Turning Red Movie Review

Every birthday is special. But among the milestone birthdays, the day we turn thirteen is the first that represents a change in our lives. The subtle and not-so-subtle shift from childhood to young adult starting at this age is complicated for both the young person and their parent(s).

Turning Red is the newest release from DisneyPlus. Meilin (voiced by Rosalie Chiang), has recently turned thirteen. The daughter of a Chinese immigrant family who made a new life in Canada, she is smart, confident, and driven. Meilin is also on the verge of puberty (i.e. menstruation) and everything that comes with it. While she is on the slow road to becoming an adult, her mother, Ming (voiced by Sandra Oh), would prefer to keep her child from growing up.

One morning, Meilin wakes up and sees a giant red panda in the mirror. Her parents sit her down and reveal a long-held family secret. Upon reaching the age at which she starts to become a woman, every female in her family turns into a red panda. Any extreme emotion, either good or bad, will facilitate the transformation. Torn between wanting to please her mother and starting to take the first step on the figurate path to independence, Meilin has to make certain choices that we all had to make back then.

I loved this movie. I love that Meilin is a dork and proud of it. I love that that she looks like a normal girl and not the preteen version of a supermodel. I love the diversity and the strong female role models, both on the screen and behind the scenes. Though she does develop romantic feelings (well, as much as one can at the age), it is not the crux of the story.

The heart of this narrative is the push and pull between Meilin and Ming. Ming is not a bad mother. The idea that Meilin is no longer clinging to her 24/7 is an idea that her mind cannot compute. Directed and co-written by Domee Shi, this film has heart, humor, and fully human female characters.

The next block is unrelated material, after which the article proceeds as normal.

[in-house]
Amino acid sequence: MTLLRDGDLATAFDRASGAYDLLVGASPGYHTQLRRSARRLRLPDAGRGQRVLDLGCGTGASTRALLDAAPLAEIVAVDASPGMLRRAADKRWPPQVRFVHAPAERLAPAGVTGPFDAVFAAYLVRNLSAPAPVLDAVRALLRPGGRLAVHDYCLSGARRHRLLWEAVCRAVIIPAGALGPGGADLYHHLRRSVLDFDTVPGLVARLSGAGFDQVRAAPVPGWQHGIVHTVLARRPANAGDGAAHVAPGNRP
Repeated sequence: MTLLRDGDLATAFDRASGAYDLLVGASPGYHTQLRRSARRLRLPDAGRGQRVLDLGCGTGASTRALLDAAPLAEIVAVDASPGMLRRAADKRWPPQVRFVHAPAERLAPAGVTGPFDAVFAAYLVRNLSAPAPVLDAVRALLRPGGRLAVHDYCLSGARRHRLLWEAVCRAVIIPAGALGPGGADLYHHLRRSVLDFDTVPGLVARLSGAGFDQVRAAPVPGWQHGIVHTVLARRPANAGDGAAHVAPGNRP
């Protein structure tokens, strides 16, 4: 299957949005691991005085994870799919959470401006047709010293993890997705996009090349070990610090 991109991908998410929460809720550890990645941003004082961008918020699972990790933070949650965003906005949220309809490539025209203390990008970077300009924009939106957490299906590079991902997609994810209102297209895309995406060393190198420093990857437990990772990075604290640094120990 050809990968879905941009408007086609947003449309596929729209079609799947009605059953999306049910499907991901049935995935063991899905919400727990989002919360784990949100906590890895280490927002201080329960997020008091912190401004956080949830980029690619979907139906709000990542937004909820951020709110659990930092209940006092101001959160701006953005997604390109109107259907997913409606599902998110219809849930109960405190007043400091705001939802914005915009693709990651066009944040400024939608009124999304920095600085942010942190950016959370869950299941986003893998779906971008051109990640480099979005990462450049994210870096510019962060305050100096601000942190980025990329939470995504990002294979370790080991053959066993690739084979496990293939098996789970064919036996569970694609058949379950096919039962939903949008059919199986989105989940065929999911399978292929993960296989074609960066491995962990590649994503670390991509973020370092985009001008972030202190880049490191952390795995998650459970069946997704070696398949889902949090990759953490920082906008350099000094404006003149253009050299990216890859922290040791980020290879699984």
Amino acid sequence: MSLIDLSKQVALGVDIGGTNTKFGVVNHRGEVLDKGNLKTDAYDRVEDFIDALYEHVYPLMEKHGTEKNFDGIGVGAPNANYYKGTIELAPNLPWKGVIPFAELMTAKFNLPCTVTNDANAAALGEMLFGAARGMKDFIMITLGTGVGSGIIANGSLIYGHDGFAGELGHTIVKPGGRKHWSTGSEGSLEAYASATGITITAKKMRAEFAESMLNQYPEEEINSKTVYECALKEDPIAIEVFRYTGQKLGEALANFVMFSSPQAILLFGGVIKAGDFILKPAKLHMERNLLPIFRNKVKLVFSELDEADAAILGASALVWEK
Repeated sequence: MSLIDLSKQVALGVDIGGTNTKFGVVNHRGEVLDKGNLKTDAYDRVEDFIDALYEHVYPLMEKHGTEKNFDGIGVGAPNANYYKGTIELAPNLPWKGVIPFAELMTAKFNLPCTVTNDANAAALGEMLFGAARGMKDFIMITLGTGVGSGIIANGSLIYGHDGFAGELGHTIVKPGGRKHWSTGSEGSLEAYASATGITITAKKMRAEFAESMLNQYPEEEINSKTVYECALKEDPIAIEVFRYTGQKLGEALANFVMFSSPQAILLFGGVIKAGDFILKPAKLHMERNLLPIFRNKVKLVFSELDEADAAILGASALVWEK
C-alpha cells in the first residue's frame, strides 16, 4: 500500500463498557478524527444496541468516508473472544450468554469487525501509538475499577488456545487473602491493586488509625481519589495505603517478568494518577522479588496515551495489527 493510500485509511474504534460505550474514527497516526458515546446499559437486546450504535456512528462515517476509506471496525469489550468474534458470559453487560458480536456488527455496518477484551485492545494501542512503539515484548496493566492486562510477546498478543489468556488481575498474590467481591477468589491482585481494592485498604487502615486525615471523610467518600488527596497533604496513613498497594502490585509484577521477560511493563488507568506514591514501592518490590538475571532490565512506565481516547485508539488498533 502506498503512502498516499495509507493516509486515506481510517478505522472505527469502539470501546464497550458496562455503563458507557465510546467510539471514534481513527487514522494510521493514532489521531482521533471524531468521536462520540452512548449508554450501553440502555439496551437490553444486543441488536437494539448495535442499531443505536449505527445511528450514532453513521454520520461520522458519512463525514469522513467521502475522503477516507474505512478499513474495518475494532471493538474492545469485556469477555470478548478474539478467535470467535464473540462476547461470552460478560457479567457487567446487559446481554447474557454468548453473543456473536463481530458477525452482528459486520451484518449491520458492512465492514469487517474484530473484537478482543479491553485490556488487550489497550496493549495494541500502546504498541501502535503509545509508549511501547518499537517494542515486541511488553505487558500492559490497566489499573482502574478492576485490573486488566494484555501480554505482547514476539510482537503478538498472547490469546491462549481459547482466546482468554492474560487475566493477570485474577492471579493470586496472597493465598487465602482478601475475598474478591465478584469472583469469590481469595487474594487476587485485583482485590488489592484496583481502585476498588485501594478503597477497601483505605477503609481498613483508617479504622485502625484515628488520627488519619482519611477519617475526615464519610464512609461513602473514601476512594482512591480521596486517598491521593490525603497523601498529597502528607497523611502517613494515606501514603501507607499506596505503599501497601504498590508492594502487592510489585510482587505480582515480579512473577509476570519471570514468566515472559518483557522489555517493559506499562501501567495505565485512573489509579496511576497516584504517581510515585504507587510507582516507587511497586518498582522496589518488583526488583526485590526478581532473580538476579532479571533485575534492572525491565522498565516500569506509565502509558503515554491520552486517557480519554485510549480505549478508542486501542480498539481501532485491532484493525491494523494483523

Though it is not without controversy. Some parents have complained that that analogy of a girl getting her period is inappropriate. First of all, this is the color of the animal’s fur. It’s not like Mother Nature purchased a box of hair dye and decided to paint this creature red. Second of all, this is a normal process. Without the monthly visit of our friends, we would not be able to carry and birth the next generation. The fact that it is 2022 and some adults are afraid to talk about this topic speaks volumes about our culture.

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Do I recommend it? Absolutely. I would also venture to say that I wouldn’t be surprised if Turning Red was on several “Best Of” lists come the end of the year.

Turning Red is available for streaming on DisneyPlus.

Period. End of Sentence.: A New Chapter in the Fight for Menstrual Justice Book Review

Menstruation is a normal and natural part of human existence. But in many parts of the world and many cultures, it is considered to be a taboo subject that is both misunderstood and vilified.

Period. End of Sentence.: A New Chapter in the Fight for Menstrual Justice, by Anita Diamant (author of The Red Tent), was published earlier this year. Inspired by the 2018 Netflix film Period. End of Sentence., Diamant explores how one’s monthly visitor is perceived. Throughout most of human history and even into our present day, it is considered to be dirty. There are traditions that state that when someone is menstruating, they must be separated from their families and every day lives. Due to this false and misleading mythology, many women and girls are denied the same educational and professional opportunities that their brothers, fathers, and husbands don’t think twice about. She also talks about how individual companies and governments are slowly starting to undo the menstrual injustice that have plagued humanity for millennia.

I really enjoyed this book. It delves into a topic that it is intrinsic to the experience of half of the human population, but it is not given the respect that it is due. One thing I was surprised about was that some men don’t even know what a period is. Others believe it to be related to sex and sexual activity, forcing young women into a life that does not exist beyond the borders of home and family.

Do I recommend it? Yes.

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